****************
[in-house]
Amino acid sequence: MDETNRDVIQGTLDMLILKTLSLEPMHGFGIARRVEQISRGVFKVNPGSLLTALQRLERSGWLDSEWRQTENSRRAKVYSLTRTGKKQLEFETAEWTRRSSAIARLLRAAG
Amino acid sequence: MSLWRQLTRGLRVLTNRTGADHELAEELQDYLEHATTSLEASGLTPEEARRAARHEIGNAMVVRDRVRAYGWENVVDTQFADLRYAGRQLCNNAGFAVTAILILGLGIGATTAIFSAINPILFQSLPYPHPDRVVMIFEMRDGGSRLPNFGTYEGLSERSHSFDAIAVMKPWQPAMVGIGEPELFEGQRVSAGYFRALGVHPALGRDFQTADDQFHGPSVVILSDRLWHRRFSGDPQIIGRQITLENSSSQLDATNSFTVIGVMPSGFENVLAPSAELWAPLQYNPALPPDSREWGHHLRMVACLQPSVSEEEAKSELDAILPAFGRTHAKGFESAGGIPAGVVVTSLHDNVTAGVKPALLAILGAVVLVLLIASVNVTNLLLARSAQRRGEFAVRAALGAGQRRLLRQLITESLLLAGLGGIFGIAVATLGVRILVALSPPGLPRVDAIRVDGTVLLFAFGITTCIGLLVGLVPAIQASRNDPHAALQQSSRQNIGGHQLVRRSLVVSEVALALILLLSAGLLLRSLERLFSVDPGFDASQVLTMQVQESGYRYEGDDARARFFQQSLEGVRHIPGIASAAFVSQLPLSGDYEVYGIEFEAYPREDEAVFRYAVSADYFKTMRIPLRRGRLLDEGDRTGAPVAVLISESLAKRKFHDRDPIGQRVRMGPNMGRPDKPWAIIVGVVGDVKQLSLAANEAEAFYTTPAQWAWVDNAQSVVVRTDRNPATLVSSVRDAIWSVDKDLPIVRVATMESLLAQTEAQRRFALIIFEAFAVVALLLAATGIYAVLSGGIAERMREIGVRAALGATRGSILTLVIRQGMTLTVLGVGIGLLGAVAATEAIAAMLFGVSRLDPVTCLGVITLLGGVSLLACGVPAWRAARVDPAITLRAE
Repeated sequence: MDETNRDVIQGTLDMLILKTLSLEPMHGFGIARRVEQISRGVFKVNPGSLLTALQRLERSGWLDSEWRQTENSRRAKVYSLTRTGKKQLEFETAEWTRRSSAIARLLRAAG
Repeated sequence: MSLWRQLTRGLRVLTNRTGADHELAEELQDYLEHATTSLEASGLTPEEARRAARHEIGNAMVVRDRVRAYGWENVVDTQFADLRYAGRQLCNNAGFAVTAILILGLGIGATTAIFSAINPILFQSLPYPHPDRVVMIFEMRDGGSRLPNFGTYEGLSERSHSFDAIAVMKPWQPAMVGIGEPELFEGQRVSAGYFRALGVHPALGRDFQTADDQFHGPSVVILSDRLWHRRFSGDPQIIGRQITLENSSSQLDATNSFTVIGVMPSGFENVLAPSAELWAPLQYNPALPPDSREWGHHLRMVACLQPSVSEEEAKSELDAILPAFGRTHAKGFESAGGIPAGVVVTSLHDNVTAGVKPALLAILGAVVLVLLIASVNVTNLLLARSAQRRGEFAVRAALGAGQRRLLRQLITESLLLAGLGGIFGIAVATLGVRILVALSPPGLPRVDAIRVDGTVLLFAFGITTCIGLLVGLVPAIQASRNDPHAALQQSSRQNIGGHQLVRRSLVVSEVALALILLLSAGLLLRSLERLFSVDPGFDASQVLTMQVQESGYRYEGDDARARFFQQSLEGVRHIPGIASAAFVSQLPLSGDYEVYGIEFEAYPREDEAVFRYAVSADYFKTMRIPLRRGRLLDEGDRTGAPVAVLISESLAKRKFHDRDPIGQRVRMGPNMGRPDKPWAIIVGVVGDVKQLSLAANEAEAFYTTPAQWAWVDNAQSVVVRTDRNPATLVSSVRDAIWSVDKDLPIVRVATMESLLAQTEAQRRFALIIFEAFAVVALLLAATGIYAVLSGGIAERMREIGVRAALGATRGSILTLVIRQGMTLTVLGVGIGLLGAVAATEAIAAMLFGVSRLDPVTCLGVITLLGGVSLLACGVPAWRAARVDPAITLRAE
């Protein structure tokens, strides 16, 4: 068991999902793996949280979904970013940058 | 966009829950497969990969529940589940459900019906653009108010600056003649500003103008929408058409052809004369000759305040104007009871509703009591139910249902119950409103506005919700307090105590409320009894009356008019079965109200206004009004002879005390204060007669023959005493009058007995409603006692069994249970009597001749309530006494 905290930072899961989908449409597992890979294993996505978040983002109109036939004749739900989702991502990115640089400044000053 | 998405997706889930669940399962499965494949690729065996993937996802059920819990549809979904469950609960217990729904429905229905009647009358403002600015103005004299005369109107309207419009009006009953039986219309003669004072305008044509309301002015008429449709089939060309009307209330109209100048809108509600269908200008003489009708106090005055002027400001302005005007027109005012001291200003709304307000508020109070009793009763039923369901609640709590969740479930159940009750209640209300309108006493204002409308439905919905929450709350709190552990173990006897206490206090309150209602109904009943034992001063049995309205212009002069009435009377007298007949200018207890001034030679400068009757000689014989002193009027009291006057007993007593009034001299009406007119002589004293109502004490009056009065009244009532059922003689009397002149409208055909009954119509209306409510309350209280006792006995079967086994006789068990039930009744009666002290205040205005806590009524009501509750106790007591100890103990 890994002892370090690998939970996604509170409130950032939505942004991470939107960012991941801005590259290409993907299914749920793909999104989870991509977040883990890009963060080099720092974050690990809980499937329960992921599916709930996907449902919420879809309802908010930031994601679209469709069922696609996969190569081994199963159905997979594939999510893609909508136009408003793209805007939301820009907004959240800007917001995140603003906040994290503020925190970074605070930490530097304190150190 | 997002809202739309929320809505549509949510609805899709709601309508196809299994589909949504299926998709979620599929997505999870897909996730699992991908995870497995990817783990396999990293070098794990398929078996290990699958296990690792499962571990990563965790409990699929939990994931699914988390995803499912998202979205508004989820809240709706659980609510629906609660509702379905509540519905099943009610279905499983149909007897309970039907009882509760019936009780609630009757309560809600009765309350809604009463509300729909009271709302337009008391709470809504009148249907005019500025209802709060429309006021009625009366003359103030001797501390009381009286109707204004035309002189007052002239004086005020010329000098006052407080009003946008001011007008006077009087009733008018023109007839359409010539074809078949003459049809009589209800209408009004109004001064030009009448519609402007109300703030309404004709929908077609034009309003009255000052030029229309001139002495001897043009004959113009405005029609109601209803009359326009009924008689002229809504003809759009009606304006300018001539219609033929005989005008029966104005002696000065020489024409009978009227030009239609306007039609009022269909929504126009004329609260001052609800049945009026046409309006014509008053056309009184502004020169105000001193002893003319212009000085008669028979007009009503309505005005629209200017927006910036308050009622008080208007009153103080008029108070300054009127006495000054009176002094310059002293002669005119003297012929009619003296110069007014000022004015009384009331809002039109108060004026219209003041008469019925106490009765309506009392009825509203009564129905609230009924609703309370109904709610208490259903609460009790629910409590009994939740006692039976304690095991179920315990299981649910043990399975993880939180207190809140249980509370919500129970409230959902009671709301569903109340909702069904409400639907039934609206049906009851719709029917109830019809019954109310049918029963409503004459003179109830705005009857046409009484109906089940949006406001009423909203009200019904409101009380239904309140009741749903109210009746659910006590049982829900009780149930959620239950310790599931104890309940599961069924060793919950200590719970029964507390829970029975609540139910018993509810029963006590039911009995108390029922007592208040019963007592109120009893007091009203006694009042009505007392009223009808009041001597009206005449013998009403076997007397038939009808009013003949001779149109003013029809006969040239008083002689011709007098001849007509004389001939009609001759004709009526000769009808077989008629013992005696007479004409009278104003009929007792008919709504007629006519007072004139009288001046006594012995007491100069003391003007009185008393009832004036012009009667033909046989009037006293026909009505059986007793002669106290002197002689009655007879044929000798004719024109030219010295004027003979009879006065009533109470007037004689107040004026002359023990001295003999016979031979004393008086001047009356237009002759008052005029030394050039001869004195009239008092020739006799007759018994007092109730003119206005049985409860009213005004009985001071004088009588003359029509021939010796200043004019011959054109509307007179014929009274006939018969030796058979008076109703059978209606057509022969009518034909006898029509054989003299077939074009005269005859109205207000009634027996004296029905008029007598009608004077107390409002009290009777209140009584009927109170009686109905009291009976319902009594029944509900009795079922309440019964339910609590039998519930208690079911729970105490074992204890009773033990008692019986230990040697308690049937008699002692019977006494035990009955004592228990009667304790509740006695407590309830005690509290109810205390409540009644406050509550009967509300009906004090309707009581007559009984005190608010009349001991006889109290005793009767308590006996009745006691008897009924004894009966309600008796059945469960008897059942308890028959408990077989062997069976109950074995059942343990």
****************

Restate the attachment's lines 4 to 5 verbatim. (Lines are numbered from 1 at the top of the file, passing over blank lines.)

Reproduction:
Repeated sequence: MDETNRDVIQGTLDMLILKTLSLEPMHGFGIARRVEQISRGVFKVNPGSLLTALQRLERSGWLDSEWRQTENSRRAKVYSLTRTGKKQLEFETAEWTRRSSAIARLLRAAG
Repeated sequence: MSLWRQLTRGLRVLTNRTGADHELAEELQDYLEHATTSLEASGLTPEEARRAARHEIGNAMVVRDRVRAYGWENVVDTQFADLRYAGRQLCNNAGFAVTAILILGLGIGATTAIFSAINPILFQSLPYPHPDRVVMIFEMRDGGSRLPNFGTYEGLSERSHSFDAIAVMKPWQPAMVGIGEPELFEGQRVSAGYFRALGVHPALGRDFQTADDQFHGPSVVILSDRLWHRRFSGDPQIIGRQITLENSSSQLDATNSFTVIGVMPSGFENVLAPSAELWAPLQYNPALPPDSREWGHHLRMVACLQPSVSEEEAKSELDAILPAFGRTHAKGFESAGGIPAGVVVTSLHDNVTAGVKPALLAILGAVVLVLLIASVNVTNLLLARSAQRRGEFAVRAALGAGQRRLLRQLITESLLLAGLGGIFGIAVATLGVRILVALSPPGLPRVDAIRVDGTVLLFAFGITTCIGLLVGLVPAIQASRNDPHAALQQSSRQNIGGHQLVRRSLVVSEVALALILLLSAGLLLRSLERLFSVDPGFDASQVLTMQVQESGYRYEGDDARARFFQQSLEGVRHIPGIASAAFVSQLPLSGDYEVYGIEFEAYPREDEAVFRYAVSADYFKTMRIPLRRGRLLDEGDRTGAPVAVLISESLAKRKFHDRDPIGQRVRMGPNMGRPDKPWAIIVGVVGDVKQLSLAANEAEAFYTTPAQWAWVDNAQSVVVRTDRNPATLVSSVRDAIWSVDKDLPIVRVATMESLLAQTEAQRRFALIIFEAFAVVALLLAATGIYAVLSGGIAERMREIGVRAALGATRGSILTLVIRQGMTLTVLGVGIGLLGAVAATEAIAAMLFGVSRLDPVTCLGVITLLGGVSLLACGVPAWRAARVDPAITLRAE